From the ranch one could look down across the desert and see train tracks and Tezza could be found gazing in that direction whenever a train would be passing. They were far enough away that the trains could barely be heard in e distance and while we knew exactly what they were apparently she didn't. I had no idea how much she wanted to see one up close and personal but I was about to find out. After over three years of watching for her big chance it had arrived and she wasn't going to miss it. Pam was riding Bo while I was on Tezza enjoying a nice afternoon ride when I could hear a freight train coming up behind us. They would move along at a rapid clip across the desert and you could hear them for quite a ways. We were on a trail up the hill from the tracks riding parallel to them. Bo had seen trains before so there was no worry there. He was nervous around them, easily controllable, and wanted nothing to do with them. I was curious what Tezza would do, took a firm grip on the reins, sat deep in the saddle, and was prepared for anything, or so I thought. What happened next took both Pam and I totally by surprise. The train had slowed some as it passed through the town and had not throttled up yet but it was still moving faster than a horse could trot but Tezza decided that she would give it her best shot. First she stopped to watch it approach and as the rumbling, ground shaking locomotives passed, she started to trot with it. Bo was quite content to stand and watch it go by but Pam wanted to watch Tezza's reaction so they followed. We came to a branch in the trail which lead down the hill to a trail right next to the train tracks. Tezza wanted to take this trail, and curious as to when she would stop, I let her. Delighted she extended her trot and we were now riding next to the train. Bo meanwhile wanted nothing to do with it and being a lot smarter than I am, Pam agreed so they stayed on the upper trail. Tezza started drifting closer and closer to the rumbling mass she was pursuing, which was making me nervous. I let her inch closer and closer until she was almost within reach. When she stuck her nose out to actually touch it I decided that enough was enough. Gently reining her to the right away from danger and bringing her to a stop, she stood still, head up, nostrils flared watching it pass and finally disappearing in the distance.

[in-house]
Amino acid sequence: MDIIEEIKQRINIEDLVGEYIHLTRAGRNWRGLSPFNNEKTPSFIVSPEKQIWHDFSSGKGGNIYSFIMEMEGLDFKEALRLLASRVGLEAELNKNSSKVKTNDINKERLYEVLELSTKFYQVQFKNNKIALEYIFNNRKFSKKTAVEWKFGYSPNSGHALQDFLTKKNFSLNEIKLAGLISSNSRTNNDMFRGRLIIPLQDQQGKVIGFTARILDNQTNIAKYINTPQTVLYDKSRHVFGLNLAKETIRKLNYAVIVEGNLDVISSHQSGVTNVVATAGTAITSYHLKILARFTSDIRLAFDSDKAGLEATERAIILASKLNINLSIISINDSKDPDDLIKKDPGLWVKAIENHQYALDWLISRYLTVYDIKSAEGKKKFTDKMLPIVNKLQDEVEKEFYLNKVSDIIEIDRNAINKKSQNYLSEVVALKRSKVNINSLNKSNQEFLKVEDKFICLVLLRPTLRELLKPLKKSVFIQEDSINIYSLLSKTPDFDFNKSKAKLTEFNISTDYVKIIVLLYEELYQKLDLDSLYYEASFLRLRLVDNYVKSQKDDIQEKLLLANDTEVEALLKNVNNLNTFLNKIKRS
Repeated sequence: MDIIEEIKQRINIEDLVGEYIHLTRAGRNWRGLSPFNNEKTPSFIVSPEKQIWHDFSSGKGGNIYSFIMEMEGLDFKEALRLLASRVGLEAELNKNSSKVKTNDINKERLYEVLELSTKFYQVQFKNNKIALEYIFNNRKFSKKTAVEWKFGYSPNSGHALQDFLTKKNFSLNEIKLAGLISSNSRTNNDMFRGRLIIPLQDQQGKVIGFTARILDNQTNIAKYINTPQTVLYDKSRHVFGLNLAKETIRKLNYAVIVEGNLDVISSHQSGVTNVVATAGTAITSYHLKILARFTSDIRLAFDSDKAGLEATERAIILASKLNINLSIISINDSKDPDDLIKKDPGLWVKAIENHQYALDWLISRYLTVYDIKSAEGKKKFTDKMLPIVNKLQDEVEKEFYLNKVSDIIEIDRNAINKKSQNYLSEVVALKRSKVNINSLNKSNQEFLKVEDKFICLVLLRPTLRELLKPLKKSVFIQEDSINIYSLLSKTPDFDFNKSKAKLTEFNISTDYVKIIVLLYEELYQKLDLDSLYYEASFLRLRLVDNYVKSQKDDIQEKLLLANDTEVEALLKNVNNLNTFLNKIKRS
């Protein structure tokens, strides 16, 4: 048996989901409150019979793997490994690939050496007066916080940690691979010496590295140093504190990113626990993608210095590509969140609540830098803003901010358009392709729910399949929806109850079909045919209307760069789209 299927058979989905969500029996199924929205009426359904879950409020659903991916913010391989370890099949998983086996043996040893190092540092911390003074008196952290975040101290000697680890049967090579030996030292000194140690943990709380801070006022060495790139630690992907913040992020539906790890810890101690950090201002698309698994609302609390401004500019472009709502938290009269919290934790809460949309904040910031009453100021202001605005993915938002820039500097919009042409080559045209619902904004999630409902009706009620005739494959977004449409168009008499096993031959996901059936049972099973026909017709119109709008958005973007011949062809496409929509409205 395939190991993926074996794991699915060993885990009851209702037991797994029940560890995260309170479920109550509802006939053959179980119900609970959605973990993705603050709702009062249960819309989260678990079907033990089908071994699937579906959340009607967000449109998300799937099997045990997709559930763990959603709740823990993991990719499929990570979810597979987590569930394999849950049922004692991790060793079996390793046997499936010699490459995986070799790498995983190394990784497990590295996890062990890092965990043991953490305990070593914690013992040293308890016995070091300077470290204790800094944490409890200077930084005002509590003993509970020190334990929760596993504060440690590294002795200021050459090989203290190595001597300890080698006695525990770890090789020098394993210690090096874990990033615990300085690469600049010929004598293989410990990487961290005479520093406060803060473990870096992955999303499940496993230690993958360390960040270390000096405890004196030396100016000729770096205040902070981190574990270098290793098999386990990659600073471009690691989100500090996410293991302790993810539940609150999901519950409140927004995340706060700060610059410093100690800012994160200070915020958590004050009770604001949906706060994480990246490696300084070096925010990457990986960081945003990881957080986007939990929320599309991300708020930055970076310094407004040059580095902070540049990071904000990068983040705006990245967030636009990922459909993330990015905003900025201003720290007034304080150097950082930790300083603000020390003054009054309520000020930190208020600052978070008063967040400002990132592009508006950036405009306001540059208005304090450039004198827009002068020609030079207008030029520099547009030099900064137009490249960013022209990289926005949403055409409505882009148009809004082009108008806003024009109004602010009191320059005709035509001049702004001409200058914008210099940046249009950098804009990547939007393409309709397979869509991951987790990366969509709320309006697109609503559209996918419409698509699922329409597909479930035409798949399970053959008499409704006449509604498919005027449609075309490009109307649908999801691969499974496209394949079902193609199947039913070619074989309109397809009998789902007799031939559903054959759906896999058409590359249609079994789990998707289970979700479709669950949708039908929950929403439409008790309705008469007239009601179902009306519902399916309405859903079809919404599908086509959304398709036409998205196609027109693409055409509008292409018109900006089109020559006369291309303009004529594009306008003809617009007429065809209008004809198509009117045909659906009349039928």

"Was she actually going to touch it?" Pam inquired.
"I think so by I lost my nerve and turned her away. I couldn't take the chance of her getting hurt. Too risky".
We finished our ride and Tezza seemed quite pleased to finally have gotten close enough to see what it was that rumbled across the desert twice a day. I was, and still am, amazed that a horse would be curious and brave enough to approach a moving freight train let alone try to touch it.

Mounted Posse

While living in the Barstow area we joined the mounted posse. Occasionally we would be called to assist in a lost person search or to help search an area for evidence. One weekend the whole posse was gathered for just such a search when it received a lost child call. The desert is not a nice place to be lost in as the summer temperatures can exceed 125 degrees with little or no shade around. When someone is lost it takes time for the posse members to get home, load the horses and gear, and arrive at a staging area. This time was the pleasant exception. The horses were still in their trailers so about half of the posse was immediately dispatched for the search which was just a few miles away. The response was so quick that the child was found in short order and a happy family reunion was at hand. I wish they all could be like that.

July 2018